A very special post-fracture problem, associated with dynamic analysis, is the modelling of contact-impact phenomenon occurring upon closing and reopening of the cracks. Special numerical techniques to simulate the impact behaviour in discrete crack models have been proposed in the literature (Ayari and Saouma 199 1; Pekau et al. 199 1). El-Aidi and Hall (1989a) presented a discussion on numerical difficulties arising from high velocity closing and reopening of cracks in smeared crack analysis No rigorous procedure has been reported in the literature to deal with shock wave generated by the sudden change in stiffness resulting from the closing and reopening of the smeared cracks. And the consequences of the shock-wave phenomenon in smeared crack analysis are not conclusively known yet.

5.5 Material parameters for fracture propagation analysis

The present development of mathematical models is far ahead of the current knowledge of material behaviour, specially under transient conditions. Material parameter data determined from reliable experimental studies is limited in the literature for dam concrete. Recent experimental investigations, such as the one by Briihwiler (1990) and Briihwiler and Wittmann (1990) are revealing significant differences in the mechanical properties of structural concrete and mass concrete. Ideally, the selection of material properties for safety analysis of concrete dams should be dealt with on a case-to-case basis, because the material properties are widely varying from dam to dam. However, a review of literature is presented here to establish a reasonable limit of parametric values.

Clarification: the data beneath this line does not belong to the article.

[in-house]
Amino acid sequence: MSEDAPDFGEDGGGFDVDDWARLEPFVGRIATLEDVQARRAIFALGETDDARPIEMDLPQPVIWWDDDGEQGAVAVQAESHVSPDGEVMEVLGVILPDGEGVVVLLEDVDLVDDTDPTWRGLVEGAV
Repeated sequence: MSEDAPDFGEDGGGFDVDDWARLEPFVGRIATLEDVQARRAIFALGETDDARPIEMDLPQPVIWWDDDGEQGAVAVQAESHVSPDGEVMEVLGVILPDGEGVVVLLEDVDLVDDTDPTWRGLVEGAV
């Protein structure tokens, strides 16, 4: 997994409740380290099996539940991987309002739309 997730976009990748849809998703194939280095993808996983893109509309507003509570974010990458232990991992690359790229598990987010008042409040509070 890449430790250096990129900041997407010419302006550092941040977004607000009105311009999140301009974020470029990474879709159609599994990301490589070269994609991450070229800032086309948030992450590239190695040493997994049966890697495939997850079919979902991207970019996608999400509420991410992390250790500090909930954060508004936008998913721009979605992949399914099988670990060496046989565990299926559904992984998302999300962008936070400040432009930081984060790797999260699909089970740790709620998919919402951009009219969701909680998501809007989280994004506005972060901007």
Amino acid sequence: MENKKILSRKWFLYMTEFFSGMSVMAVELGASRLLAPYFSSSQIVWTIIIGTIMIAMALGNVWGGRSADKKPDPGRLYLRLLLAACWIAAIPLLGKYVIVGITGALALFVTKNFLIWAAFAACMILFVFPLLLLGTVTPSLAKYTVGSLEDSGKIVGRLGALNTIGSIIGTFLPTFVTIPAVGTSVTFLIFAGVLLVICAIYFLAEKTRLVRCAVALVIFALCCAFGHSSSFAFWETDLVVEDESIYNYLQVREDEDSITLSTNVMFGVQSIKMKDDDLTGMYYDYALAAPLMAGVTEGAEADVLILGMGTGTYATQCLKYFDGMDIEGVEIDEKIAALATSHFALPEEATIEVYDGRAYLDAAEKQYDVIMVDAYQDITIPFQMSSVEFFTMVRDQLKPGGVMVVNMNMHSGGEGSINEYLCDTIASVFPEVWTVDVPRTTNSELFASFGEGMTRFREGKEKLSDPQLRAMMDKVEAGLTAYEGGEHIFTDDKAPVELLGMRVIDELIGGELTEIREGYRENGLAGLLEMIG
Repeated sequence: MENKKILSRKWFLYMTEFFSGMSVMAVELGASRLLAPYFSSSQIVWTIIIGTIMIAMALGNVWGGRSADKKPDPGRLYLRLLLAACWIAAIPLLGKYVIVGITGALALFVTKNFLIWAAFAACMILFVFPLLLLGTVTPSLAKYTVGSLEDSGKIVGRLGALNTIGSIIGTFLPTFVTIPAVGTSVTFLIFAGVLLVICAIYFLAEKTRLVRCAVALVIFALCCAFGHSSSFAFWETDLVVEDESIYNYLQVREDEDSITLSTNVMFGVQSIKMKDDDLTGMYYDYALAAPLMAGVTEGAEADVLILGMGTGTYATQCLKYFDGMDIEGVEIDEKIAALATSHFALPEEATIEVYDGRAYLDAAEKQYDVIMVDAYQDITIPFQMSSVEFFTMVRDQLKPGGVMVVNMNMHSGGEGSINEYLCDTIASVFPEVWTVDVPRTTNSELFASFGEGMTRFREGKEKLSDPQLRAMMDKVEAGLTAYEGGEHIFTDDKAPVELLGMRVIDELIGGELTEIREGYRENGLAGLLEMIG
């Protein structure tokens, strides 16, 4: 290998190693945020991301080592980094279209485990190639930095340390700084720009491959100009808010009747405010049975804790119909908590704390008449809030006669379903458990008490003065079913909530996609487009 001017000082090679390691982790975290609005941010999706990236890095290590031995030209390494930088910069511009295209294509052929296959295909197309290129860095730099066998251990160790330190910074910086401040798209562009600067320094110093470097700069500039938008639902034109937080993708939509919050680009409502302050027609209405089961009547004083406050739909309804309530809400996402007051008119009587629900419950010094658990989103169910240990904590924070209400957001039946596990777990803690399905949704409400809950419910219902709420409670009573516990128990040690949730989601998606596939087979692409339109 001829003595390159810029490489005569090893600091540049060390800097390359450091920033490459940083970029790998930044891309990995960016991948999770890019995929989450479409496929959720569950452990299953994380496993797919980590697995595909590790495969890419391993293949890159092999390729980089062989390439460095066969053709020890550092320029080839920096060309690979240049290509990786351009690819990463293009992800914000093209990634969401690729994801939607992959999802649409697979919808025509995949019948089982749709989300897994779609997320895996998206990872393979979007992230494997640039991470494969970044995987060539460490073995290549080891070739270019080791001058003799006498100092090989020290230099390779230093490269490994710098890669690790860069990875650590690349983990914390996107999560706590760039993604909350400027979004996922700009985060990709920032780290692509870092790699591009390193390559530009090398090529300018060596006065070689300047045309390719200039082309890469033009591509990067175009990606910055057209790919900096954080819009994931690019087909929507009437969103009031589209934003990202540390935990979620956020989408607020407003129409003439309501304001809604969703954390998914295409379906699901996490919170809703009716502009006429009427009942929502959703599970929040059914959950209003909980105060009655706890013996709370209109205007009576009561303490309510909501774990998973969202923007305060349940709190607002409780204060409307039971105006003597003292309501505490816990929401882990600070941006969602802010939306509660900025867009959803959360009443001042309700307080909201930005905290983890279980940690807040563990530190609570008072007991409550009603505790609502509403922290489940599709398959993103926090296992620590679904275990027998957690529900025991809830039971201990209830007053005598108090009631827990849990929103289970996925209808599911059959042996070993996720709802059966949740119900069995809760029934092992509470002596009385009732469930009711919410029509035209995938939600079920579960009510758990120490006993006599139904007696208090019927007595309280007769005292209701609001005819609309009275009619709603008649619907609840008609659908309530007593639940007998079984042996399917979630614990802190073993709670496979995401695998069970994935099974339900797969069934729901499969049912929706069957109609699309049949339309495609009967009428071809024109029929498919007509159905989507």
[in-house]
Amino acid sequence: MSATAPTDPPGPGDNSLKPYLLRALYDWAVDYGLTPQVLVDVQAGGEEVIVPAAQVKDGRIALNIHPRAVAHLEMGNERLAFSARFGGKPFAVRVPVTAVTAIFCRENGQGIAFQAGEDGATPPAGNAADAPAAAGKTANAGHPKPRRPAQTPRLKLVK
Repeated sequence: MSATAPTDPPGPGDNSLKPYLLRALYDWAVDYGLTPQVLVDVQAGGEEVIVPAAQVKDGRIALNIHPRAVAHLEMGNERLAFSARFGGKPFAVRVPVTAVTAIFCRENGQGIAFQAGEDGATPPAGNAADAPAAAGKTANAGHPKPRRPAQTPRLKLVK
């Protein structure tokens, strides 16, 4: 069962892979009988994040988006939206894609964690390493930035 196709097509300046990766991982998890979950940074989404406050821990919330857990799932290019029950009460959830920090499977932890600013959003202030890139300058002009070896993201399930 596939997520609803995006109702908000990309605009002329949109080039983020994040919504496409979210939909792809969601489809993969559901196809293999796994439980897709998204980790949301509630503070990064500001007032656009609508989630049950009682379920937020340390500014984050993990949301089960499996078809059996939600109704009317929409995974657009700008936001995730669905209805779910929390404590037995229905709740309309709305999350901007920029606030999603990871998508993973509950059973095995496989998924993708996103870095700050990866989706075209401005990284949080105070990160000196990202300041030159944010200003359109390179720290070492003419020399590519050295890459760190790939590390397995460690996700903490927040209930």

Poisson's ratio, v, and elastic modulus, E, are applied to represent the elastic behaviour of concrete in all analyses irrespective of constitutive models selected for propagation of cracks. Jansen (1988) suggested the Poisson's ratio for 1-year old dam concrete between 0.17 and 0.28. A value of 0.20 has been applied almost universally in the past studies. Briihwiler (1990) observed the reduction of Poisson's ratio with increasing compressive strain rate applied to the concrete cylinder. However, the influences of rate sensitive v may be insignificant in comparison to the influences of other material parameters. The static modulus for 1 -year old dam concrete was suggested by Jansen (1988) in the range of 28000 - 48000 MPa. A significant feature of concrete constitutive behaviour is the dynamic magnification of the elastic modulus under rapidly varying loading condition. A review of this phenomenon along with the tensile strength property of concrete is presented in the following section. Separate reviews are presented for commonly used material parameters in three major crack propagation criteria strength of material, linear elastic fracture mechanics, and nonlinear fracture mechanics. The shear resistance parameter of fractured concrete is also discussed.